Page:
Part 1 of 2: “Where’s Papa?”
Interviewer (Q): So this is where your photo blog idea came from, with a book, With Hemingway: A Year in Key West and Cuba by Arnold Samuelson?
Blog Writer (A): Actually, it really needs to start earlier than that book; it starts with a magazine article reviewing that book. That review both started the blog idea and almost derailed it as well.
Q: You mean the Esquire Magazine, January 1985 issue featuring James Kaplan’s review, “Where’s Papa: Awash in a Sea of Hemingway Bios”? I’m told that you’ve kept that magazine article for 27 years. That article must have made quite an impression on you.
A: It did. And as a quick side note, Hemingway was one of the most sought after writers for Esquire magazine when the magazine first started in the early 1930’s.
Q: So what was it about the article in particular?
A: Two reasons: (1) It started my lifelong love of reading Ernest Hemingway’s writing, his life, and literature in general, and (2) James Kaplan’s bemoaning the fact that there was too much already written about Hemingway. “There is a feeling of sprinkling sand onto a beach.” But then Mr. Kaplan wrote, “What then, to make of yet another Hemingway memoir, a slim and often ill-written book, one more speck of sand on a windy beach” but “something about this flagrantly supernumerary memoir held me, moved me.”
Q: Let me interrupt–I thought this was a blog was about quilt/textile and travel photography, not about dead writers.
A: Hang on… so, Kaplan implored the reader do we yet need another bio about this mythic writer? And yet, he grudgingly admits, that yes, this book does have a rightful place on the already overloaded Hemingway canon.
What stayed with me all these years later was that paradox of celebrating a new writer and the tiredness of—enough already—with yet another aspiring wanna-be writer. So what does an aspiring blog writer do?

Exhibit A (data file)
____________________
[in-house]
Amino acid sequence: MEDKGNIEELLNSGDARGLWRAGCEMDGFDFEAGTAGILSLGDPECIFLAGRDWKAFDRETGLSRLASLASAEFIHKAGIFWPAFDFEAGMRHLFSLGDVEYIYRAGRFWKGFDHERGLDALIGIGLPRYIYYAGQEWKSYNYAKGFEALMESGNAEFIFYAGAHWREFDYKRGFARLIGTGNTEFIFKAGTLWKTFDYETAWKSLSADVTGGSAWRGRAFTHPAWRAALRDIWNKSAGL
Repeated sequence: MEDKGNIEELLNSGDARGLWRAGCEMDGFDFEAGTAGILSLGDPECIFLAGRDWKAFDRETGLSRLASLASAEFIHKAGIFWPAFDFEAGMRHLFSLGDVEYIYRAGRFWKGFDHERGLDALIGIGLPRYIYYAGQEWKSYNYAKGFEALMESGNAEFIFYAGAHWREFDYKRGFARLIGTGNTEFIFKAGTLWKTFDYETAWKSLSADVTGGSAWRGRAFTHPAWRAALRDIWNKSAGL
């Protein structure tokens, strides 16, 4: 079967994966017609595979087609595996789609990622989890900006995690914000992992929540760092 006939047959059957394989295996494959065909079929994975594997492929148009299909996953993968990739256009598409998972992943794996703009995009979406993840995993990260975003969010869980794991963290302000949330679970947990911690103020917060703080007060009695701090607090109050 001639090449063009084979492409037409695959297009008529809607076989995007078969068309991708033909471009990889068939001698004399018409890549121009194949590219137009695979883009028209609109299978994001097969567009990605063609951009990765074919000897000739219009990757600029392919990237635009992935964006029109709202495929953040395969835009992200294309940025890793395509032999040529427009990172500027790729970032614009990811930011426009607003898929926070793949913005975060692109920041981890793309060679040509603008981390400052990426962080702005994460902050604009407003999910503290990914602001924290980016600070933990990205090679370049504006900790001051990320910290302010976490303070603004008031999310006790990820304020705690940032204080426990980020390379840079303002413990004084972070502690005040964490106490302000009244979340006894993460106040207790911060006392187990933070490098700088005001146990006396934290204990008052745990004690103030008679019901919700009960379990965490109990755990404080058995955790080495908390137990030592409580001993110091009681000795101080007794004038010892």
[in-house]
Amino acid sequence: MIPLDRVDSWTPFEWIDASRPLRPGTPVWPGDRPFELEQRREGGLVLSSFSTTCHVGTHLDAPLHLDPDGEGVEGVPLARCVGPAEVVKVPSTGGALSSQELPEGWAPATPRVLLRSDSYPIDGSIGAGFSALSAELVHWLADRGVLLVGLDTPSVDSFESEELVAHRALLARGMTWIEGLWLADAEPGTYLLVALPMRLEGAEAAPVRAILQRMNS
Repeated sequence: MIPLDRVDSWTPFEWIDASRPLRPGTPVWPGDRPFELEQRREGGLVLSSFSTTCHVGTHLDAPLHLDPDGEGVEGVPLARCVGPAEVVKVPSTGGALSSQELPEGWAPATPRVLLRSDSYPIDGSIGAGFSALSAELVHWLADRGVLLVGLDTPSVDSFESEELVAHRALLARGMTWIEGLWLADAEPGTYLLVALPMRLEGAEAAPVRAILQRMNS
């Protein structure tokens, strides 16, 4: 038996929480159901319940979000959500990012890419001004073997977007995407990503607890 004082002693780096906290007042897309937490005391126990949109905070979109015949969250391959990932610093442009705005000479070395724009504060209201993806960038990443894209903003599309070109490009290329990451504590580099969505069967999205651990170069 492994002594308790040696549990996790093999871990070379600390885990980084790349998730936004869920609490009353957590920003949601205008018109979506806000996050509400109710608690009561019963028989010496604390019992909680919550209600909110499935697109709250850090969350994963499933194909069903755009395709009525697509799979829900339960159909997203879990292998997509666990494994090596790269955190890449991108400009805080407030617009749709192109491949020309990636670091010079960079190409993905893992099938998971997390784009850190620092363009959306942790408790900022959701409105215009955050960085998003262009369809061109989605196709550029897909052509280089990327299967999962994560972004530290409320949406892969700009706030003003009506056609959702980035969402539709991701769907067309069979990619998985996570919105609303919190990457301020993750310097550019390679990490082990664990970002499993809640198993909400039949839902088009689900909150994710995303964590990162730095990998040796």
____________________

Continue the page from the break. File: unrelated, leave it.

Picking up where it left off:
You see I enjoy writing and work full-time as a quilt and textile photographer. I write a column on digital photography for Shuttle Spindle & Dyepot, (a Handweavers Guild of America, Inc. publication) and have enjoyed that writing and teaching process a lot.
So I’ve thought about a photography blog for several years, but Kaplan’s justified complaints (in particular about the overloaded canon of mediocre writing) held me back. As I would sit down to write a blog, I would stop cold with the thought that does the world seriously need yet another blah, blah, blah blog? Aren’t there enough bad writers out there who own a camera?
As one of my photography teachers used to say, what do you call someone who owns a violin? A violin owner. What do you call someone who owns a camera? A photographer. To which I would add, what you call a photographer who thinks he can write— a blogger!
Q: So why start a blog now? You’ve been a photographer for 11 years, over eight of them professionally.
A: Before becoming a photographer, I was a mental health therapist for 18 years. I saw many people who made life-altering decisions sometimes quietly and at the time, in seemingly inconsequential ways.
For me, it was the time when I attended a wedding ten years ago, witnessed a missed photo, and decided that day to buy a camera and shortly thereafter with no training or experience, decided I wanted to be a professional photographer.
Not much later, I took my first phone call from a quilter who asked if I photographed quilts, and I said yes. (I thought, hard that can be? I found out it’s a lot harder than it looks.)
And more recently, after searching for and purchasing some photo frames, I end up deciding to be a writer of a photography blog. (Continued in Part 2)